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Boots: hi volume vs wide and flat!

post #1 of 9
Thread Starter 
I worked through the boot fit finder thing, but didn't much like the 'high volume" option, as in my experience, it means wide and high. I've got super-wide feet, but they're flat! This is quite common in Australian feet.

The fit finder suggested 3 boots, a Lange, a Dalbello and an Atomic. My current boots are Lowa soft race boots, they are actually re-badged Technicas, and although they are very wide, I have still had to suffer dead middle toes. A bootfitter in Vermont solved that puzzled, the shape of that boot while being wide, cuts back in too soon, my feet continue to flare out, and he suggested the Salomon X-Wave as being a better shape for "duck" feet.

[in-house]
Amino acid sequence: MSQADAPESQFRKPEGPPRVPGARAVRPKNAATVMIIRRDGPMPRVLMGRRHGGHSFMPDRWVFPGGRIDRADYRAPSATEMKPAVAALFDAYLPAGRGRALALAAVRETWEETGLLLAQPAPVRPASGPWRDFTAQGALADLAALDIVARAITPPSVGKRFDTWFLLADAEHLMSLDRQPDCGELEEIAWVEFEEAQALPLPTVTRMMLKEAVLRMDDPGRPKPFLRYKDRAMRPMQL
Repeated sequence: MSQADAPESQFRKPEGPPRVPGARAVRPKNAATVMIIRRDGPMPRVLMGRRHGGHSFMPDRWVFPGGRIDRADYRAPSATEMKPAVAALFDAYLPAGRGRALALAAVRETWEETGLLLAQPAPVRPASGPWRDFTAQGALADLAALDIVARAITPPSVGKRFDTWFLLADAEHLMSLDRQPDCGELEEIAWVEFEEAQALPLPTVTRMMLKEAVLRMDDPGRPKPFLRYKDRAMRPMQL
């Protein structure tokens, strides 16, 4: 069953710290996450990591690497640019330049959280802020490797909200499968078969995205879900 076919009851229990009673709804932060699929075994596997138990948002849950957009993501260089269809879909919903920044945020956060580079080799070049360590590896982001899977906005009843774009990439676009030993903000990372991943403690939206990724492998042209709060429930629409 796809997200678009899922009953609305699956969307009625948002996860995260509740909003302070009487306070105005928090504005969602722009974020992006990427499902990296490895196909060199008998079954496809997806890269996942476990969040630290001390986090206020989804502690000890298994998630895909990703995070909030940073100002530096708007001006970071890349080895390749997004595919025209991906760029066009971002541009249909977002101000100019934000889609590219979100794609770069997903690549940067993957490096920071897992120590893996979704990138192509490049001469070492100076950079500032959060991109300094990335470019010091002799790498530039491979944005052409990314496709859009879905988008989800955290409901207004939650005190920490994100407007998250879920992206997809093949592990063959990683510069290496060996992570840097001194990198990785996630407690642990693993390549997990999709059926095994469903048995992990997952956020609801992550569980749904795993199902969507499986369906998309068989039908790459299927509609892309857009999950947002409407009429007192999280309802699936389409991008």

So why didn't the fit-finder here throw up that option?!

I soon have to buy new boots (dreading it), and my worry is that my current boots feel great for about half an hour, before the deadness starts. So, when I go to buy new boots, there's no guarantee that I won't end up with another pair of disasters.
Surefoot have thrown everything they've got at these things to little avail. Custom footbeds, lots of blowing and grinding out, re-packing, heel wedges, you name it.

Any suggestions?! (I instruct...)
post #2 of 9
Hi Ant,
If I remember correctly surefoot uses a semi weighted method of footbeds making. This is better than no footbed and in the hands of a great fitter would probably be fine. I think you need to up the ante a bit and go for a fitter that uses a totally unweighted method of making footbeds. This should lock your foot completely immobile even without wearing a boot. (try this some time) take your footbed out of your boot and set it on the floor. then put your feet on them and stand up. Your foot should not splay out at all from sitting to standing. then try to press your knees forward. your foot should still not change shape and your ankle should not roll to the inside or outside.